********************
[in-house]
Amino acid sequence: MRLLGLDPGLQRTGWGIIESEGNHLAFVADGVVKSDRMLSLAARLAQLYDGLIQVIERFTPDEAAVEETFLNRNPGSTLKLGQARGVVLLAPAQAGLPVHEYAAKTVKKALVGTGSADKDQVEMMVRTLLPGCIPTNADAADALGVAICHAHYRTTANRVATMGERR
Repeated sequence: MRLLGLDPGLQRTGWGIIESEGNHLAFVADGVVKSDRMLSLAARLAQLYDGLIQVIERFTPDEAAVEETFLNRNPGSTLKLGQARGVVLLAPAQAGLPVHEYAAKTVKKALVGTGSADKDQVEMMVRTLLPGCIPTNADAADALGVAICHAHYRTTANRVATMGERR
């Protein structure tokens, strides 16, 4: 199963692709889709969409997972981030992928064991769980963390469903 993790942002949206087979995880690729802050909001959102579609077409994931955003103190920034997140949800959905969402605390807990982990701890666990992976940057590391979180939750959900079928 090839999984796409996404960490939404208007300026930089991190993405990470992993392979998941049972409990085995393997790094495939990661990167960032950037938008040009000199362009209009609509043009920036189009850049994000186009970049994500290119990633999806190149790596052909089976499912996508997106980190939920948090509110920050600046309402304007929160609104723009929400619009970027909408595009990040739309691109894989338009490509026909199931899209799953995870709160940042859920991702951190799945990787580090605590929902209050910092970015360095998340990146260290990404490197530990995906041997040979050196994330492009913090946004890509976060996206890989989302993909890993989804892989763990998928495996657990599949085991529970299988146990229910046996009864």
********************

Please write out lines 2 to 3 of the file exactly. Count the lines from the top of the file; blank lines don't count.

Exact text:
Amino acid sequence: MRLLGLDPGLQRTGWGIIESEGNHLAFVADGVVKSDRMLSLAARLAQLYDGLIQVIERFTPDEAAVEETFLNRNPGSTLKLGQARGVVLLAPAQAGLPVHEYAAKTVKKALVGTGSADKDQVEMMVRTLLPGCIPTNADAADALGVAICHAHYRTTANRVATMGERR
Repeated sequence: MRLLGLDPGLQRTGWGIIESEGNHLAFVADGVVKSDRMLSLAARLAQLYDGLIQVIERFTPDEAAVEETFLNRNPGSTLKLGQARGVVLLAPAQAGLPVHEYAAKTVKKALVGTGSADKDQVEMMVRTLLPGCIPTNADAADALGVAICHAHYRTTANRVATMGERR